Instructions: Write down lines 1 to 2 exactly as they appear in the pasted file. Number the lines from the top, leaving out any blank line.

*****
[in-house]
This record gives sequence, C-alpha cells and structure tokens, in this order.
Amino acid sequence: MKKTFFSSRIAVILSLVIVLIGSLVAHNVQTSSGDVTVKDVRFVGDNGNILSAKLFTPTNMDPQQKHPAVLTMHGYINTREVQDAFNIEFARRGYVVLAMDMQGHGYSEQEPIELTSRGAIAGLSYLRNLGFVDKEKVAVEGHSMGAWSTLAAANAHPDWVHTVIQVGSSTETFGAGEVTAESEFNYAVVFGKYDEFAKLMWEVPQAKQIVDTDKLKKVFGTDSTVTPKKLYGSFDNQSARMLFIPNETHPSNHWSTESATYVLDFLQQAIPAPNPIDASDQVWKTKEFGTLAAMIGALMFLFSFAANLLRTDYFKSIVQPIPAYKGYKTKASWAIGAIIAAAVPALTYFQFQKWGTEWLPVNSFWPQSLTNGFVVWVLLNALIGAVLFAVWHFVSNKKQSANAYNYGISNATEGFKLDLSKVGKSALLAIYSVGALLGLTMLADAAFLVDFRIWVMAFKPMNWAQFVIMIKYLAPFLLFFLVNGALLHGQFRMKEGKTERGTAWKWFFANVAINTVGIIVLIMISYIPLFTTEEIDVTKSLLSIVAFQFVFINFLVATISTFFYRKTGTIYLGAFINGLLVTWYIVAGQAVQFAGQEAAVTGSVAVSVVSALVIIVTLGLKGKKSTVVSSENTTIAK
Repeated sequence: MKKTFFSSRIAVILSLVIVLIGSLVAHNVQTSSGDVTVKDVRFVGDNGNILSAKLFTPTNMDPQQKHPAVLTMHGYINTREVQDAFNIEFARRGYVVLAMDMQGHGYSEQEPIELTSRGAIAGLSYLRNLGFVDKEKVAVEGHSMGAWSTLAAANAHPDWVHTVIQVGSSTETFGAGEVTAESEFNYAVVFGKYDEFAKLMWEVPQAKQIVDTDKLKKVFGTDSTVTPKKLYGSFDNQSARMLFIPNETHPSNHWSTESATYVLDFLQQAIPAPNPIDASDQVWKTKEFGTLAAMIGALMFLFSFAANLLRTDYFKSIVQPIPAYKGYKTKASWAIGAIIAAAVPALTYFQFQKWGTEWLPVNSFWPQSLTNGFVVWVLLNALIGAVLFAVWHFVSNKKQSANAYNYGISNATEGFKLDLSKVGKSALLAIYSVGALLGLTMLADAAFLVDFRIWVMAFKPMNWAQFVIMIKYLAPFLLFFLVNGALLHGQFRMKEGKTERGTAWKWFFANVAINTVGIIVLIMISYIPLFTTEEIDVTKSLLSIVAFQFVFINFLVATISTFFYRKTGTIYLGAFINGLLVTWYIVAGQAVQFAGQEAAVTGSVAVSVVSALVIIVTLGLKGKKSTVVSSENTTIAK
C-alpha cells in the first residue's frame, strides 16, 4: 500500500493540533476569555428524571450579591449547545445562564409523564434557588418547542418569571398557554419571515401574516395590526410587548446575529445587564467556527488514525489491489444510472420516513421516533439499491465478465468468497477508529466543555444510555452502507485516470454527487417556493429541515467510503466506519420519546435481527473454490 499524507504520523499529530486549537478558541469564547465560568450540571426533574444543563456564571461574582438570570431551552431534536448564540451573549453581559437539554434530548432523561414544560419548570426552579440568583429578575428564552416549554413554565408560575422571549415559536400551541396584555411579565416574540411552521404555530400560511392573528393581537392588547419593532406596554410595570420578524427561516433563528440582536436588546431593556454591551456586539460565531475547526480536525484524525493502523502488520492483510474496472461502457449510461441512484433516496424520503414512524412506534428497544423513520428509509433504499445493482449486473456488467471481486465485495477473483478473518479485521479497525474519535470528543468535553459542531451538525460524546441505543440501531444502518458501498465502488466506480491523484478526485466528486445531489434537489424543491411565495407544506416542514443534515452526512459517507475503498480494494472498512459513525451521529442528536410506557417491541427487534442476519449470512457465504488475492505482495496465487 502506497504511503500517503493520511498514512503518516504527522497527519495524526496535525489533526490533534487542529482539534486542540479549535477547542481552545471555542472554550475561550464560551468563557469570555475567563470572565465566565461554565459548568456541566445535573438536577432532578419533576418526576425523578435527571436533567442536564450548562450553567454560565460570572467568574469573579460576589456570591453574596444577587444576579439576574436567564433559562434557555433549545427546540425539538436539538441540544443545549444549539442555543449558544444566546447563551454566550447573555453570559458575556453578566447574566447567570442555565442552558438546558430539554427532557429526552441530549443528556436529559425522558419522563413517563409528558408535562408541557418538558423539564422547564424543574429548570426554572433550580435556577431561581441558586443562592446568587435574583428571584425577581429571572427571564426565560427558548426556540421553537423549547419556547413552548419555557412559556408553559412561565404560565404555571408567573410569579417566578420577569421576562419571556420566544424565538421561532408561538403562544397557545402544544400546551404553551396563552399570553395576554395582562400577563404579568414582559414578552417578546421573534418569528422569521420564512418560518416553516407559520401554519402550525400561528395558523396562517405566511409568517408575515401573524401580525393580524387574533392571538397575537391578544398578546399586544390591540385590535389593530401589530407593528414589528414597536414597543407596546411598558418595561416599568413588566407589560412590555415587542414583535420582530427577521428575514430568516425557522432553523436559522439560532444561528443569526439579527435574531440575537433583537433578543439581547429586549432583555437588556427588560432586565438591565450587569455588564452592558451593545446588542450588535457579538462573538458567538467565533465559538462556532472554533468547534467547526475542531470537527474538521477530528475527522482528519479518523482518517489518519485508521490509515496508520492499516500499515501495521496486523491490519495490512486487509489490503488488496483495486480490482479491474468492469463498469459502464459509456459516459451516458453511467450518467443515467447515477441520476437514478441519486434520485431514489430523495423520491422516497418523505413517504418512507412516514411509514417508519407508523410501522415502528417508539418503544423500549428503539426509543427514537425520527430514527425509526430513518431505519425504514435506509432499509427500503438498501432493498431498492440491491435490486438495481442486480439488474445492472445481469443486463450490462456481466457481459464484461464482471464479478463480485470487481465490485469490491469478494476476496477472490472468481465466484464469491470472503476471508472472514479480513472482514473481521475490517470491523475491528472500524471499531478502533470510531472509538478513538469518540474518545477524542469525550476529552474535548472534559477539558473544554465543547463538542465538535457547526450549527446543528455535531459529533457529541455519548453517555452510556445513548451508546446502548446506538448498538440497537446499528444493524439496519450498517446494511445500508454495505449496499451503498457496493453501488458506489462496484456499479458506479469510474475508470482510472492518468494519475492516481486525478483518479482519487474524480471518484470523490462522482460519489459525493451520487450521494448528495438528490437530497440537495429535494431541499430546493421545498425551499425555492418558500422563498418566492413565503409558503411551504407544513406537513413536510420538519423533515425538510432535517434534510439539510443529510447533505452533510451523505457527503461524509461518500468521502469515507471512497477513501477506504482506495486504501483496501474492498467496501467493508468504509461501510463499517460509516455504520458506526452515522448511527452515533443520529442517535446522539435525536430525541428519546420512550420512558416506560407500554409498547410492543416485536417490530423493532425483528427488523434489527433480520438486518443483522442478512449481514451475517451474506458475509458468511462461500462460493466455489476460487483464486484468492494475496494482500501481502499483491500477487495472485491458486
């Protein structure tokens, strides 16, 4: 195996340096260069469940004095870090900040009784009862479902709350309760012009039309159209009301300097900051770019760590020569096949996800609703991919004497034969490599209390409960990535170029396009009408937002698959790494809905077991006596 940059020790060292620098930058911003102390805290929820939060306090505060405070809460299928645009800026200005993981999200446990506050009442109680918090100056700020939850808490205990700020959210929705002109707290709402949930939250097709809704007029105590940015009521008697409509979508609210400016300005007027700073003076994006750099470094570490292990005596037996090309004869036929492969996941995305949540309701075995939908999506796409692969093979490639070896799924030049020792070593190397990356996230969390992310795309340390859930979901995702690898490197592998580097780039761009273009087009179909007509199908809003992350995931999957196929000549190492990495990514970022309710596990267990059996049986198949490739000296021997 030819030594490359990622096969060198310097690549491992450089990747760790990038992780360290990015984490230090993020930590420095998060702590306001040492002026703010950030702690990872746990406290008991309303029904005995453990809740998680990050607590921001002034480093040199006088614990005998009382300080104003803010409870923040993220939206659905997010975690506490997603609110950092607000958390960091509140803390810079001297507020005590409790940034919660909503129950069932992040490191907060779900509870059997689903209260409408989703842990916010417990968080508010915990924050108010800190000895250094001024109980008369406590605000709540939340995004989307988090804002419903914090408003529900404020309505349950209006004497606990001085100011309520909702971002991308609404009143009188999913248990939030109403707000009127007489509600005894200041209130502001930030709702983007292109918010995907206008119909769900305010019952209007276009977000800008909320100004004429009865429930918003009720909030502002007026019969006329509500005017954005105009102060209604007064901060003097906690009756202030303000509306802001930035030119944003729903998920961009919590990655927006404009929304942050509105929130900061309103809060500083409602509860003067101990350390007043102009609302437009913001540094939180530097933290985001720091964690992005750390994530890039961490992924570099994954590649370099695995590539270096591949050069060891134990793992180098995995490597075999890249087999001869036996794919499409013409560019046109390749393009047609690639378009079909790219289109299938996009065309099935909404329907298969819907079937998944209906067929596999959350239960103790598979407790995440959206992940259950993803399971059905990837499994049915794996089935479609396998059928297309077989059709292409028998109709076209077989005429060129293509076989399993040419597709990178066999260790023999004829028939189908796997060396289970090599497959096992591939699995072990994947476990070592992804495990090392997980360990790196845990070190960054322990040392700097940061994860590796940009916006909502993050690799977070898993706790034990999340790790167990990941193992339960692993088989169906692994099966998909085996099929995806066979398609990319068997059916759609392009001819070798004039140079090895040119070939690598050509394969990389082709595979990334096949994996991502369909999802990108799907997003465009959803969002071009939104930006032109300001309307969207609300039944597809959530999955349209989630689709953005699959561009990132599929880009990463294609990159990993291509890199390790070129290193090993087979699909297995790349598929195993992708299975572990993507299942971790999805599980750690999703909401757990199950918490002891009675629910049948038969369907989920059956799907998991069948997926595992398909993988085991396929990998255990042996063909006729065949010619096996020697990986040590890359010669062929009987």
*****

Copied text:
[in-house]
This record gives sequence, C-alpha cells and structure tokens, in this order.